Feminist Philosophers

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The Invisible War June 30, 2012

Filed under: human rights,rape — Jender @ 7:51 am

From Salon.

This is a movie that intends to reform the entire United States military. And it stands a very good chance of succeeding.

Inspired by Helen Benedict’s 2007 Salon story “The Private War of Women Soldiers,” “The Invisible War” is a gut-wrenching condemnation of the way the military has, across the board and in every branch, failed to protect its members from sexual assault – and then failed them again and again afterward. In a series of harrowing personal accounts, victims – mostly women but a sampling of men as well – recount the trauma of their rapes while in uniform and the sickening personal consequences they experienced for reporting them. It’s estimated that over 20 percent of female veterans have been sexually assaulted during their service – and some believe the real figure is even higher. It’s an epidemic….

Though it’s still making its way to theaters – it rolls out across the country slowly throughout the summer — it has already become a bona fide movement unto itself. In April, Defense Secretary Leon Panetta saw the film, and two days later he moved the authority to investigate sexual assaults higher in the chain of command, so victims no longer need to report incidents to their commander.

 

2 Responses to “The Invisible War”

  1. Also, a related news story is linked here:

    http://feministphilosophers.wordpress.com/2012/04/14/diagnosis-personality-disorder-not-sexual-assault/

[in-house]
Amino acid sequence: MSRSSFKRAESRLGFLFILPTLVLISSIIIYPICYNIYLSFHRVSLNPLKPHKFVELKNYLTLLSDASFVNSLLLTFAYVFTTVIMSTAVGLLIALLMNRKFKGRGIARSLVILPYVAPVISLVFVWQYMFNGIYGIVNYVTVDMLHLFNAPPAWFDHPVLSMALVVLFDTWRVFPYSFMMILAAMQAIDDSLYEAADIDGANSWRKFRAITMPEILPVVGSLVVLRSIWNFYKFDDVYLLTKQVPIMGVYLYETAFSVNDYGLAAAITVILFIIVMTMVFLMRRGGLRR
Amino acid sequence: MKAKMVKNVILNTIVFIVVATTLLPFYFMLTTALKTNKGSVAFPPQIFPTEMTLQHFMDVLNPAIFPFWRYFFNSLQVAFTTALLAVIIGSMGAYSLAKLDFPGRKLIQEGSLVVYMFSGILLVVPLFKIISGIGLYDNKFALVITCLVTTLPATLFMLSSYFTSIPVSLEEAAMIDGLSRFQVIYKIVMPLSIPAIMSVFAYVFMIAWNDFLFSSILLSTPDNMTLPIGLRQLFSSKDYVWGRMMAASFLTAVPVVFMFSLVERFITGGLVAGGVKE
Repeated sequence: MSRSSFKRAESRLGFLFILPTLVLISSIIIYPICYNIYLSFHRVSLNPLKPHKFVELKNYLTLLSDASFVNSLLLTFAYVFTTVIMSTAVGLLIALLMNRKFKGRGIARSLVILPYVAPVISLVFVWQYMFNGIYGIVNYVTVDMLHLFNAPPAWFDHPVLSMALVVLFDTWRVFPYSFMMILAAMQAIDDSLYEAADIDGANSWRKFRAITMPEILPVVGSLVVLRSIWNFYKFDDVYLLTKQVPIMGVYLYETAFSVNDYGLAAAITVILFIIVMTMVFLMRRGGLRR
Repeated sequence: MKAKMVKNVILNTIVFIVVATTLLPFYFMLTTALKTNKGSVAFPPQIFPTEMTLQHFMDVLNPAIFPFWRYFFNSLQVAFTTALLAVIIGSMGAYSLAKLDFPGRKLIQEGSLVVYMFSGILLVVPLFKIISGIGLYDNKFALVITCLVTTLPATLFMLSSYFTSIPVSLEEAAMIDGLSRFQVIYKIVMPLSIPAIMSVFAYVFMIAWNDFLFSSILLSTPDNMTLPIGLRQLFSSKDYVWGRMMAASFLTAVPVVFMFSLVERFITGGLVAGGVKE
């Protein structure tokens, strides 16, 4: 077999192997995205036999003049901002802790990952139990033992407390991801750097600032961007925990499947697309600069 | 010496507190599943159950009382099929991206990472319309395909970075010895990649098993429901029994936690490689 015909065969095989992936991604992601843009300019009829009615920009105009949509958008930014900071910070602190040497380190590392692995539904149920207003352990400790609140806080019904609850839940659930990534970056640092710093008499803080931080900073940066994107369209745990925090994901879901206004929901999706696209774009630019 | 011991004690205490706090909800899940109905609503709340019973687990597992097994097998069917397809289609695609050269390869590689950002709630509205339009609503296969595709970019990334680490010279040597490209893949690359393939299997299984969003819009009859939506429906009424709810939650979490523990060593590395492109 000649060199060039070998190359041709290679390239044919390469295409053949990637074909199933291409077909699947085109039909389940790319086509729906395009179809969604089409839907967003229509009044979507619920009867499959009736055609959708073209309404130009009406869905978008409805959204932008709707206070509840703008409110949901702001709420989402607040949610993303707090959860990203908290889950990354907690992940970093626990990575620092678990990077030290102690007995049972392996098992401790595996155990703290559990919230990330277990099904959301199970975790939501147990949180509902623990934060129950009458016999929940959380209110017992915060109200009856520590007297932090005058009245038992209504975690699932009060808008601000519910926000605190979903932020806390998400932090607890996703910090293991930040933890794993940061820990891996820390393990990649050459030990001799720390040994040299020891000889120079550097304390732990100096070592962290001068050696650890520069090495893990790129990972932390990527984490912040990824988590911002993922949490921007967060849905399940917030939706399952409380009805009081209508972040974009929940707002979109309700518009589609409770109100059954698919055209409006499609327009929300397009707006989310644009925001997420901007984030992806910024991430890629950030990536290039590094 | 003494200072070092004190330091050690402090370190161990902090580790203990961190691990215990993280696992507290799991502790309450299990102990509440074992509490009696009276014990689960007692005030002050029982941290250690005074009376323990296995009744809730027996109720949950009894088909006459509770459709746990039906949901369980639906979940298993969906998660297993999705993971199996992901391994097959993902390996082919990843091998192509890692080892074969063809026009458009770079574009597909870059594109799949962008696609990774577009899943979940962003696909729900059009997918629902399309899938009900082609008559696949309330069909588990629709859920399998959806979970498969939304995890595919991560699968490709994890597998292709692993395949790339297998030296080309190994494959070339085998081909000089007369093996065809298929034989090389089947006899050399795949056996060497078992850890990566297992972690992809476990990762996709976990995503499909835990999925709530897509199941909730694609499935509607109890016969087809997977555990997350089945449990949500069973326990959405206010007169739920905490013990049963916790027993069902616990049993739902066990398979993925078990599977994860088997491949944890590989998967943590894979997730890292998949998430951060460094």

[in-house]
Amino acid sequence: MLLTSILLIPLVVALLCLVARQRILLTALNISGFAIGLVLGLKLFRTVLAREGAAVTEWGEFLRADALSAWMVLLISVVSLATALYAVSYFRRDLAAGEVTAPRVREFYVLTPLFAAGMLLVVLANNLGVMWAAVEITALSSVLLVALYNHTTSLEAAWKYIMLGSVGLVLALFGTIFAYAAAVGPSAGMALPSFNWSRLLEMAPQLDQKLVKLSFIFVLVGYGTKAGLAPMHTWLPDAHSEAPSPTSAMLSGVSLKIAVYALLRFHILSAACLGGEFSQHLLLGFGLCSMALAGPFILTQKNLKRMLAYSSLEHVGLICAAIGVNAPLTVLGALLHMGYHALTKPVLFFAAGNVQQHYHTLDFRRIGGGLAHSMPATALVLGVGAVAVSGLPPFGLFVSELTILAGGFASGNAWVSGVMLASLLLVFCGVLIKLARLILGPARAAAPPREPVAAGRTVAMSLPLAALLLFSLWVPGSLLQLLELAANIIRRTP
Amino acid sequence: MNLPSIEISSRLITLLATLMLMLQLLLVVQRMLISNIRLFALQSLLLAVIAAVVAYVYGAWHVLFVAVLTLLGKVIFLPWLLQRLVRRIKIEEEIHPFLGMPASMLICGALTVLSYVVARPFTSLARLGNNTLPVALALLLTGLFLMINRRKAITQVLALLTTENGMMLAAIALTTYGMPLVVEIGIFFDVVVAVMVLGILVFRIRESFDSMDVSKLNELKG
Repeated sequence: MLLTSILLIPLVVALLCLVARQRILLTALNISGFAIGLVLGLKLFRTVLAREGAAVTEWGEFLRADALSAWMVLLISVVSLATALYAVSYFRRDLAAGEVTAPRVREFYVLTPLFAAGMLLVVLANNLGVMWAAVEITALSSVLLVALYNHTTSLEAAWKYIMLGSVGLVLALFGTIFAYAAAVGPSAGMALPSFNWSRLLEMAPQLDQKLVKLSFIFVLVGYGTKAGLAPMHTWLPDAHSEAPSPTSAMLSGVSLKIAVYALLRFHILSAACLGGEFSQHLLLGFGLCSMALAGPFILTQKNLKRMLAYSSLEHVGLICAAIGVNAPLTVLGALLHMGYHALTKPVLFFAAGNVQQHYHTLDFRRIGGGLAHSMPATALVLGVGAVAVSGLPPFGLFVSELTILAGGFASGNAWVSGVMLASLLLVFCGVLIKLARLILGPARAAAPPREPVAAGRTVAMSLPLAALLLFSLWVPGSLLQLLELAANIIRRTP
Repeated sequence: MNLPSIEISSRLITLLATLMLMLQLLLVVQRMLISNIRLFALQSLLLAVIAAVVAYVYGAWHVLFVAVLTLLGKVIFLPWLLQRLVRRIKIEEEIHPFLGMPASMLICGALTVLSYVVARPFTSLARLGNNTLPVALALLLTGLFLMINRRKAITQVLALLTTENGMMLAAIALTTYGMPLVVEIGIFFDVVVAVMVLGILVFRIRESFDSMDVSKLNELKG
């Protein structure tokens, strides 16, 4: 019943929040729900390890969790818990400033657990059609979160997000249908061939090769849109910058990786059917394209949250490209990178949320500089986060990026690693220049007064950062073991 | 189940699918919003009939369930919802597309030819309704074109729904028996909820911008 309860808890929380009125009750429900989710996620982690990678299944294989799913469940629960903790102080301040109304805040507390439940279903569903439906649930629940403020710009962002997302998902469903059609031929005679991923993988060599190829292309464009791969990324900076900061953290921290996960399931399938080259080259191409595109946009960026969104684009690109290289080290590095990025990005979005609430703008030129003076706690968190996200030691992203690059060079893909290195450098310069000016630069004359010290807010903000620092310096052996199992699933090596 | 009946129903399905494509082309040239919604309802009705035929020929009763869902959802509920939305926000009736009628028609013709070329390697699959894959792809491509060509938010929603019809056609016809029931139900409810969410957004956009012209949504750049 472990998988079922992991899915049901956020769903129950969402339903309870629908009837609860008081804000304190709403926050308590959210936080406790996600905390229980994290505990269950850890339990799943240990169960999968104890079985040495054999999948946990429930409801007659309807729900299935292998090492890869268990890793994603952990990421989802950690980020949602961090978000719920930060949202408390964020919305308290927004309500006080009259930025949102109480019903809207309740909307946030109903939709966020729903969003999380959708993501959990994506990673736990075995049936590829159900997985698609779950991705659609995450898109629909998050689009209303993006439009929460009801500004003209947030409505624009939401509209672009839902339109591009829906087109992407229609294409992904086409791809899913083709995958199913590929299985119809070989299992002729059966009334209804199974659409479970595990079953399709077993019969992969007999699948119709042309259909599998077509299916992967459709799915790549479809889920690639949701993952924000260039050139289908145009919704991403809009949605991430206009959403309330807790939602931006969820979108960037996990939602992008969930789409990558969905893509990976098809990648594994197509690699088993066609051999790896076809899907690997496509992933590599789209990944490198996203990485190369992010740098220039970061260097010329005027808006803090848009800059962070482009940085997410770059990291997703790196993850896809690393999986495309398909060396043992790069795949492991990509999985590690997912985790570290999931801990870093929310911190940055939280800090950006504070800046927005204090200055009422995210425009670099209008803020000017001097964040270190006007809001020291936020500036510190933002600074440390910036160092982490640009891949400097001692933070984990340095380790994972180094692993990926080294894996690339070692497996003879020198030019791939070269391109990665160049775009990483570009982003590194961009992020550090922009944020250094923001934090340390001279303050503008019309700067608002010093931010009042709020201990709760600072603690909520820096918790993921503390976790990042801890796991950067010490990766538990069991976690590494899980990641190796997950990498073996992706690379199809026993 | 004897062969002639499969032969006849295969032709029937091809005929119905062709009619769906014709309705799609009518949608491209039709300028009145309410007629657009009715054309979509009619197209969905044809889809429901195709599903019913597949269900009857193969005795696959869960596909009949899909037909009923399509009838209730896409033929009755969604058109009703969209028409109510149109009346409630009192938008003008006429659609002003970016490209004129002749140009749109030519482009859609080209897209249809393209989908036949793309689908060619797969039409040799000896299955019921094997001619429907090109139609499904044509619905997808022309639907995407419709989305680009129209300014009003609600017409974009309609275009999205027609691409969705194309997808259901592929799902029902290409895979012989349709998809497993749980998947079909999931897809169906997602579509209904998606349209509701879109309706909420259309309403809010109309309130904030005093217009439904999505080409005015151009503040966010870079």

Excerpt:

    “Panayiota Bertzikis received an adjustment disorder diagnosis and was forced out of the Coast Guard in 2006 — after reporting to her superiors that she had been punched in the face and raped by a shipmate during an off-duty hike.

    When she reported the attack, Bertzikis says the chief of her Coast Guard station ordered her and her attacker to clean out an attic on base together and told to work out their differences.

    “I am the victim of this crime, and then you report it, and then I felt like I was the one on trial — I was the one who did something wrong,” Bertzikis says. “He got a free pass. I was the one fighting to stay in.”

    Bhagwati, who runs the Service Women’s Action Network, says the sense of betrayal is profound for sexual assault victims whose allegations are not taken seriously.

    “Very commonly victims will hear that they’re lying whores. It’s very common,” Bhagwati says. “That kind of betrayal deepens the trauma so, so much, and it’s hard to recover from that. I mean, it’s akin to incest where you grow up with a family, with someone you trust, admire and in many cases, salute, is your perpetrator. It’s a huge betrayal that often entails guilt, embarrassment, shame. You’re made to feel that you did something wrong and you could have prevented it from happening.”


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